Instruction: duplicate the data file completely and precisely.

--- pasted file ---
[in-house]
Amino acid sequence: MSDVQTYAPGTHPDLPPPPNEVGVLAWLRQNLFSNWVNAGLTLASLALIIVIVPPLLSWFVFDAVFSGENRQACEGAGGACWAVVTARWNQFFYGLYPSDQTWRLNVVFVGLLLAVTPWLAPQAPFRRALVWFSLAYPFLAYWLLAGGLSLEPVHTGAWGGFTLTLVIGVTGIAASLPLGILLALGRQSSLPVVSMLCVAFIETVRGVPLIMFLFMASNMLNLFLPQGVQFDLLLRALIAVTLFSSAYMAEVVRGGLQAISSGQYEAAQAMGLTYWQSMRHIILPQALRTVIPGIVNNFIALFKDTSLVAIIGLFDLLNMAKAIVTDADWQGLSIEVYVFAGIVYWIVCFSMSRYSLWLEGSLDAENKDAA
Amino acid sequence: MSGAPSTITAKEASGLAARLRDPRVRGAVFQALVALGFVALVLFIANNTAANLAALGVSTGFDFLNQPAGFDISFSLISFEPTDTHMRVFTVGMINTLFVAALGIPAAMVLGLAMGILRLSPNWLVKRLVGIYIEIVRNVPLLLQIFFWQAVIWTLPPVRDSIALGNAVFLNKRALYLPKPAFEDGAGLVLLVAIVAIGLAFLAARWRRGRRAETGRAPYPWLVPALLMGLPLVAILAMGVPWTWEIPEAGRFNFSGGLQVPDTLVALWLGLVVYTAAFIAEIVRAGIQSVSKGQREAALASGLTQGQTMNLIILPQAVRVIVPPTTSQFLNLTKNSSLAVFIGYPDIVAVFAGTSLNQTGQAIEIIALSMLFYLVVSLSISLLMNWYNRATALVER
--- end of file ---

[in-house]
Amino acid sequence: MSDVQTYAPGTHPDLPPPPNEVGVLAWLRQNLFSNWVNAGLTLASLALIIVIVPPLLSWFVFDAVFSGENRQACEGAGGACWAVVTARWNQFFYGLYPSDQTWRLNVVFVGLLLAVTPWLAPQAPFRRALVWFSLAYPFLAYWLLAGGLSLEPVHTGAWGGFTLTLVIGVTGIAASLPLGILLALGRQSSLPVVSMLCVAFIETVRGVPLIMFLFMASNMLNLFLPQGVQFDLLLRALIAVTLFSSAYMAEVVRGGLQAISSGQYEAAQAMGLTYWQSMRHIILPQALRTVIPGIVNNFIALFKDTSLVAIIGLFDLLNMAKAIVTDADWQGLSIEVYVFAGIVYWIVCFSMSRYSLWLEGSLDAENKDAA
Amino acid sequence: MSGAPSTITAKEASGLAARLRDPRVRGAVFQALVALGFVALVLFIANNTAANLAALGVSTGFDFLNQPAGFDISFSLISFEPTDTHMRVFTVGMINTLFVAALGIPAAMVLGLAMGILRLSPNWLVKRLVGIYIEIVRNVPLLLQIFFWQAVIWTLPPVRDSIALGNAVFLNKRALYLPKPAFEDGAGLVLLVAIVAIGLAFLAARWRRGRRAETGRAPYPWLVPALLMGLPLVAILAMGVPWTWEIPEAGRFNFSGGLQVPDTLVALWLGLVVYTAAFIAEIVRAGIQSVSKGQREAALASGLTQGQTMNLIILPQAVRVIVPPTTSQFLNLTKNSSLAVFIGYPDIVAVFAGTSLNQTGQAIEIIALSMLFYLVVSLSISLLMNWYNRATALVER